Then, a new crisis in the government erupted when ERC refused to support another reorganization of the economy. Thus General Elections were called for March, 20, 1980.






    (1) The veguerias were medieval administrative areas that existed from the XIII to the XVIII century and were to be resurrected by the Second Republic in 1933.
     
    Last edited: May 10, 2019
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  9. Threadmarks: 7. The storm gathers

    Kurt_Steiner That's a years supply!

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    7. The storm gathers

    The first sign that a storm was gathering in Spain was seen during the inauguration session of Suárez (March, 30, 1979). González simply dropped his mask and began an open all-out assault against the president with the support of Santiago Carrillo, who made use of his most vulgar language and attitude to refer to the president. However, both failed. When González played his "triumph card" and tried to ashame Suárez by mentioning his Francoist past, Suárez simply stated that he was proud of his deeds. He had fought his way to his present position from the bottom by working hard, and had nothing to regret. Furthermore, he, Suárez, had helped to reunify the country and to move it from a dictatorship to a democracy. Even Carlos Garaikoetxea censored González's speech (1) and ashamed the whole Parliament by stating that "this is not a inaguration, but a bombardment".

    To make it worse, as the inauguration session was seen in the television by all the Spaniards, the perfomance of González did not came to pass unoticed. Those still loyal to Franco felt angered by González's words blasting the dictator, of course. In addition, the Socialist leader was seen, clearly, behaving like a spoiled child that could not take that he had lost the elections. Furthermore, as his party still kept his marxists ways, many thought that the bad days of the Second Republic were back. That Santiago Carillo had also played a disgusting role during the session did not improve the situation. On the other had, the attitude of Suárez, his calm and reasonable words, enhaced the standing of the president. As González had joined hands with the PCE in his attack against Suárez, González had managed to fuel the fears of the right-minded Spaniards, even of those who disliked Suárez that, suddenly, had become the last defence against a Communist Spain. All in all, if González had decided to propel himself as a statesman, he could not have missed more his target.

    Even King Juan Carlos was horrified with González's attitude.

    Four days later, the local elections gave another victory to Suárez. The UCD's candidates were supported by 30,6% of the voters and obtained 28.931 councilpersons, while the PSOE was voted by 28,2% of the voters and got 12.033 councilpersons. González could boast, nevertheless, he had won Madrid, Valencia, Sevilla, Zaragoza and Málaga, but by joining hands with the PCE. The dislike of the more moderate voters towards González rose a bit. Even if Carillo stated that with the Constitution in working order, there was no danger for the monarchy, this pact PSOE-PCE brought back memories of April 1931.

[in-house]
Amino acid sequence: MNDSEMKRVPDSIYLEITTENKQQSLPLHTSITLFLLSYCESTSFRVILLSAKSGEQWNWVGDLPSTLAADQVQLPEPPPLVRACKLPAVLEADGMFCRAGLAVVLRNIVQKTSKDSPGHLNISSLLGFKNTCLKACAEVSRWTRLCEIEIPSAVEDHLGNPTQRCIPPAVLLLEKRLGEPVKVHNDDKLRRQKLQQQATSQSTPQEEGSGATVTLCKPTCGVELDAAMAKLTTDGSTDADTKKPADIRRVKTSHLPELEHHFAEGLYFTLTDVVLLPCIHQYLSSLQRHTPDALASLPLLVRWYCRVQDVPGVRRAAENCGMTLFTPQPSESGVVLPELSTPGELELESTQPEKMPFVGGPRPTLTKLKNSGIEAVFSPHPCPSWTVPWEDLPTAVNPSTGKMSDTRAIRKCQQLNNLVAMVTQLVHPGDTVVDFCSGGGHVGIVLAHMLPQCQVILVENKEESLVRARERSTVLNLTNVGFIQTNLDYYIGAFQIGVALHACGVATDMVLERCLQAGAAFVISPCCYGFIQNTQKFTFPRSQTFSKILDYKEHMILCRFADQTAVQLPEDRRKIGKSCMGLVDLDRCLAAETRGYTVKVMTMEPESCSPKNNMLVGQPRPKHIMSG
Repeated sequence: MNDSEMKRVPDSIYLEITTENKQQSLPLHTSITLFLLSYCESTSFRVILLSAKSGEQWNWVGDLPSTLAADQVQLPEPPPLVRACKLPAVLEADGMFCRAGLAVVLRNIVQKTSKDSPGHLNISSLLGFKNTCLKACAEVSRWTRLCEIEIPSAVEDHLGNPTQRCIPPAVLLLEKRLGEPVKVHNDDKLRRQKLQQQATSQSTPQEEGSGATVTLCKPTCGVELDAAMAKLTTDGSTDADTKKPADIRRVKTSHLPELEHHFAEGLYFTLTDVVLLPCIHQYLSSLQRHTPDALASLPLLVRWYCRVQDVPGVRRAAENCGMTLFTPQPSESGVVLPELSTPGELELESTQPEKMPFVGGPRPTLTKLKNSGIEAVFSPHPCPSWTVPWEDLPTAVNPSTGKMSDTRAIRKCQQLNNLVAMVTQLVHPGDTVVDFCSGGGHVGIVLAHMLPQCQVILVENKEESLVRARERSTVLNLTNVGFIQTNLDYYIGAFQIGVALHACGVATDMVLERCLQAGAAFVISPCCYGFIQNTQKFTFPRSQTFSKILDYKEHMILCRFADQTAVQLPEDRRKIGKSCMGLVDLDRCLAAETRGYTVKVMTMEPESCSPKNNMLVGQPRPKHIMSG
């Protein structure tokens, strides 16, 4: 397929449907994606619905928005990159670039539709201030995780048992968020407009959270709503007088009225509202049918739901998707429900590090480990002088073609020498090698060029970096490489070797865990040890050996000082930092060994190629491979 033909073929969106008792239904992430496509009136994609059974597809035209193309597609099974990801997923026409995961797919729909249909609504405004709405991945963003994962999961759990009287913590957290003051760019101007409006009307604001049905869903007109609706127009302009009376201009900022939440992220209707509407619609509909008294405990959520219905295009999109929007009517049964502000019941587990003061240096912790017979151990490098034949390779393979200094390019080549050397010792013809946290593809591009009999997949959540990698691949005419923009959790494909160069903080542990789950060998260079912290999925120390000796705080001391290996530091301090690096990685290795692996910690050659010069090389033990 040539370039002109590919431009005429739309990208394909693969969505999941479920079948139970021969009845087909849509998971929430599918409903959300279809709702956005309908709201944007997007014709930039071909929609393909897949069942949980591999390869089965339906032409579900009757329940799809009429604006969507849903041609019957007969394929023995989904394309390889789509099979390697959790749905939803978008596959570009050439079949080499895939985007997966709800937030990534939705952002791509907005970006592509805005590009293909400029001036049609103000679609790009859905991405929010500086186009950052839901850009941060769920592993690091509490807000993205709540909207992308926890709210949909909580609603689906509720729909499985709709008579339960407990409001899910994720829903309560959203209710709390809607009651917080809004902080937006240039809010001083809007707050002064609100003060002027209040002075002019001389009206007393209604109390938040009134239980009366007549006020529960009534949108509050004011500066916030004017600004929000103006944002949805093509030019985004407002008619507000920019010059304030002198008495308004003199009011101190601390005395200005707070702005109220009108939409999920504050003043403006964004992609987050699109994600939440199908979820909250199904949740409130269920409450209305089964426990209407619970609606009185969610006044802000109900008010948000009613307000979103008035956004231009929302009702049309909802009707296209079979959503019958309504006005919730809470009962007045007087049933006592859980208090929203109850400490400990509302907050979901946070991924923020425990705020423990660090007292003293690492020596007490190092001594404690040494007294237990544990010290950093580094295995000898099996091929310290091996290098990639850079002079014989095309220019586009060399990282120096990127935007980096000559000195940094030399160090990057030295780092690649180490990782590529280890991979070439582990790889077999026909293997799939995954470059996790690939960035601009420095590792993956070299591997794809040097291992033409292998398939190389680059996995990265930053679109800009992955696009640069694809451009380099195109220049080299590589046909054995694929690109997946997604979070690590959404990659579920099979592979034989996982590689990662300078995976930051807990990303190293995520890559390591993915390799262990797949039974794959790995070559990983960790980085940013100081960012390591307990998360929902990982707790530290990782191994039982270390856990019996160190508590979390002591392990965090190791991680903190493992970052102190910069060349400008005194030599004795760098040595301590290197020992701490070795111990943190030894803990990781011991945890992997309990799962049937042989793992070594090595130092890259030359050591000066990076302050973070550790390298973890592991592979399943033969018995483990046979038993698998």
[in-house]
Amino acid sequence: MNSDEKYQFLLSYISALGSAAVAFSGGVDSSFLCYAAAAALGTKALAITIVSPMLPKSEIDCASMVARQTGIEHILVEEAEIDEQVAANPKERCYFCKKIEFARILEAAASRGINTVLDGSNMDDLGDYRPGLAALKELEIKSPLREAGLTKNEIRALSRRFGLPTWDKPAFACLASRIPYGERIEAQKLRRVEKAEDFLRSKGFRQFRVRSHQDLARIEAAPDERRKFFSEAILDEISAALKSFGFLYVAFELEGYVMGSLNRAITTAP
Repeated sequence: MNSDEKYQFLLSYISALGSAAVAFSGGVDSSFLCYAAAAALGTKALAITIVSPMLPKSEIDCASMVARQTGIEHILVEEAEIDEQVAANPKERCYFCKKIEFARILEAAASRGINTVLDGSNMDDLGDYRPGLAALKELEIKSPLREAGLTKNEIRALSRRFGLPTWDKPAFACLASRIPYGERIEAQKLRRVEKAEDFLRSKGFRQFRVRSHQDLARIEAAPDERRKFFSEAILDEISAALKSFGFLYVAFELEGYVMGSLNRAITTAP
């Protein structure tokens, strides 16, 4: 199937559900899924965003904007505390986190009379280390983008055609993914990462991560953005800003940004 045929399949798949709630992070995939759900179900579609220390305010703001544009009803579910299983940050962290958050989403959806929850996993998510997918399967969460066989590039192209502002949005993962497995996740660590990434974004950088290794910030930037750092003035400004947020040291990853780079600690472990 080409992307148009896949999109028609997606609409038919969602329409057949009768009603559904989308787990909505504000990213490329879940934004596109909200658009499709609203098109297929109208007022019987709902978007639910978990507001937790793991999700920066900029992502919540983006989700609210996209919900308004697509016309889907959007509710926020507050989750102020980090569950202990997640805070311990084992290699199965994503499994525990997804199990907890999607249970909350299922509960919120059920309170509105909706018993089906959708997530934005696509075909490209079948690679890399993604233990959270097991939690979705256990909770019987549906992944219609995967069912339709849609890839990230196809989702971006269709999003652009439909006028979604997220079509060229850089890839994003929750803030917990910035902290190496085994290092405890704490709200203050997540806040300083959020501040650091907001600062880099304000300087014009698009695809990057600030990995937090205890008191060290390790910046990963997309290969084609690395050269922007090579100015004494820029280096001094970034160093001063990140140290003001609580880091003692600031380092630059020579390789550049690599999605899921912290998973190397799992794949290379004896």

Then González came under fire within his own party. It took place during the 18th Federal Congress (May 19-21, 1979), when González and his followers tried to take out Marxism from the party and move it, followng the example of the German SPD and the advice of Willy Brant. It was the time for the PSOE to do his "Godesberg" (2) if they ever wanted to win a General Election in Spain. Another reason for this move came also from Germany: if the PSOE wanted to still have SPD funding, they had to change. Thus, there was no other option for González.

    Then, the party rose against him. Luis Gómez Llorente, Enrique Tierno-Galván, Francisco Bustelo, Pablo Castellano. González, defeated, decided to resign and he went to La Zarzuela to inform the king of his actions. He was to keep away for a while and let the party "enjoy the fun". Juan Carlos I rose in anger and berated the Socialist leader. The King began by calling him a "stupid boy" for his perfomance during the inauguration session. First that, and now, because of his complete idiocy, he was allowing the PSOE to go down the toilette by allowing them to go the "Red Road". He had to take the PSOE into the ways of the social-democracy and he was failling at achieving that. He, Juan Carlos, wanted Spain working like the German system, a democracy without storms or upheavals, not full with Red flags and raised fists. All in all, González was given Treatment Number 1 in the Borbonic book of politics.

    After a short spell of calm in Panama, González returned to Spain to be chosen again as General Secretary of the non-Marxist PSOE. With his plans in disarray and the Zarzuela berating was still fresh in his mind. the Socialist leader had to swallow the bitter pill of this "triumph" over a divided party. Just in case, the Frankfurter Allgemeine Zeitung would add insult to injury to González's wounded pride hardly a month later.


    (1) IOTL, this barrage did took place during the inaguration of Suárez, and was, indeed, the first salvo of the war González-Suárez. However, it was not Garaikoetxea who said those words, but Xabier Arzalluz, the then leader of the PNV.